MOSCOW, March 29 (JTA) — A new interfaith group in the former Soviet Union has passed a resolution condemning terrorism — and could become a defender of minority rights in the region. “True-believing Orthodox Christians, Muslims, Jews, Buddhists would never step onto a path of terror. We are convinced that the people who have conscientiously become terrorists have denied their own faith,” read the resolution passed earlier this month at the Interreligious Council of the Commonwealth of Independent States. The organization was formed at the Second Interreligious Peacemaking Forum of CIS Countries, held in Moscow under the aegis of the Russian Orthodox Church, the region’s largest faith. Some observers believe the forum and the interfaith group it created signaled an important political and diplomatic victory for the Russian Orthodox Church, which has seen its political influence over the Russian leadership grow in recent years. The new interfaith organization “should strengthen the position of the Moscow patriarchate in Russia itself, forcing the government to view it as an influential participant in international relations,” said a commentary posted at Portal-credo.ru, an independent Russian Web site devoted to religious affairs. Jewish religious leaders joined clerics representing major faiths from across the former Soviet Union in the interfaith group, which seeks to maintain peace and religious and ethnic stability in the region. The event at Moscow’s St. Daniel’s Orthodox Monastery was attended by Russian Orthodox clergy and leaders of the Armenian Apostolic Church, the Georgian Orthodox Church, and Muslim and Buddhist clerics from all of the region’s post-Soviet states, except for Latvia, Lithuania and Estonia. Notably absent from the forum and the new interfaith structure were Catholics and members of various Protestant churches. Most of the former Soviet countries denied those groups the preferential status accorded to Orthodox Christians, Muslims, Buddhists and Jews. The Jewish community was represented at the forum by leaders of two major competing groups: the Congress of Jewish Religious Organizations and Communities and the Federation of Jewish Communities. Jewish leaders gave high marks to the forum, saying the region’s minorities would benefit from the ties that clerics of different faiths forged at the two-day event. “The most important thing at this forum is our communication, the fact that it’s taking place,” Aron Vagner, a Chabad rabbi from Siberia, told a news agency. “When we get back to our communities, people will be pleased to learn that representatives of different confessions can find areas of common interest, the issues where all of us can come to an agreement.” Some of the participants proposed that clerics serve as peacekeepers in conflict zones in parts of the former Soviet Union. The composition of the Interreligious Council’s presidium reflected the division between Jewish groups in Russia and Ukraine — two chief rabbis from each country became members of the group’s 22-member governing body. “The Interreligious Council can become a powerful defender of the minorities in our countries,” said Zinovy Kogan, chairman of the Congress of Jewish Religious Organizations and Communities of Russia, who became treasurer of the interfaith group. “The new organization is undoubtedly a political breakthrough” for the Russian Orthodox Church, he said. “But having Judaism under the wing of politically more powerful religious groups — this could benefit the Jewish community.” Kogan and other Jewish participants said they expected the new group would coordinate clerics’ responses on cases of xenophobia, anti-Semitism and hate crimes.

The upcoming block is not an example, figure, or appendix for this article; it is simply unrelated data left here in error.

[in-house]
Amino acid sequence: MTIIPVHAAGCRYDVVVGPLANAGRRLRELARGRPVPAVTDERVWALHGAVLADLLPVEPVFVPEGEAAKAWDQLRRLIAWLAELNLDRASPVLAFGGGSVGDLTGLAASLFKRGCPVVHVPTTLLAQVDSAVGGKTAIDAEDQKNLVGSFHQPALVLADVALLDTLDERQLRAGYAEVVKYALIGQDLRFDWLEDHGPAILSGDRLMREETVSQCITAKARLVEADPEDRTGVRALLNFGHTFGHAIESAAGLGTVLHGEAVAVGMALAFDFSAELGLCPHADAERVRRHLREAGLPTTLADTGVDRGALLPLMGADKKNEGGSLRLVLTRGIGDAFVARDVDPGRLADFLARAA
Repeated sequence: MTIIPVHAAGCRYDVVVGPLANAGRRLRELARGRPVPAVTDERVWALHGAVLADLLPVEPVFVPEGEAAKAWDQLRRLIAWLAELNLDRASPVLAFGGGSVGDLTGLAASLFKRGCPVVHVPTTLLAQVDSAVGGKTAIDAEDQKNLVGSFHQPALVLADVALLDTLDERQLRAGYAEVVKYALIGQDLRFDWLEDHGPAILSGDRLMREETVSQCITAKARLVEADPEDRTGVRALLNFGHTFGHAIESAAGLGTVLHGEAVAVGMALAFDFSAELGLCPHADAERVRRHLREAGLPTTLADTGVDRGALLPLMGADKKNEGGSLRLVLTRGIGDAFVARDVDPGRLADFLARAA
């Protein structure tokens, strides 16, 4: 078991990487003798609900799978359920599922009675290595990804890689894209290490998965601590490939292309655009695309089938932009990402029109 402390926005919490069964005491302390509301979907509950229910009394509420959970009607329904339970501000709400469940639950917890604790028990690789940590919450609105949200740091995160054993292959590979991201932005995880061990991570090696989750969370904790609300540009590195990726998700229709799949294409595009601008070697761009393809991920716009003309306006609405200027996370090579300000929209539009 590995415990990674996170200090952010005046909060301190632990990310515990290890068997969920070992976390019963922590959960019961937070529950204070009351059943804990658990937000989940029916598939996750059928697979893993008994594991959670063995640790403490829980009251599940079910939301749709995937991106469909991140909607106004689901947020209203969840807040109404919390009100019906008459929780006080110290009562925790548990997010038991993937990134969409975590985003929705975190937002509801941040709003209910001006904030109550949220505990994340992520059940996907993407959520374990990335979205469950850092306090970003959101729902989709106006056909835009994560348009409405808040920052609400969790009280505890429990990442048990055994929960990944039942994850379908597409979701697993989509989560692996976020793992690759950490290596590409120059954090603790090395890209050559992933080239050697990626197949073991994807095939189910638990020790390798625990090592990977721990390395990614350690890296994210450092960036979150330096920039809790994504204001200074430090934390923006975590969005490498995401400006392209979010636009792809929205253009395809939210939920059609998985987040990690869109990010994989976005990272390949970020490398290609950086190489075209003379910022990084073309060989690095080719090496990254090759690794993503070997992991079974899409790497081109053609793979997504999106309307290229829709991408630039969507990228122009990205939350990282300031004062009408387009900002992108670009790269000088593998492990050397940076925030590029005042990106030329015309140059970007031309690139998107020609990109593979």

Religious leaders of the FSU unite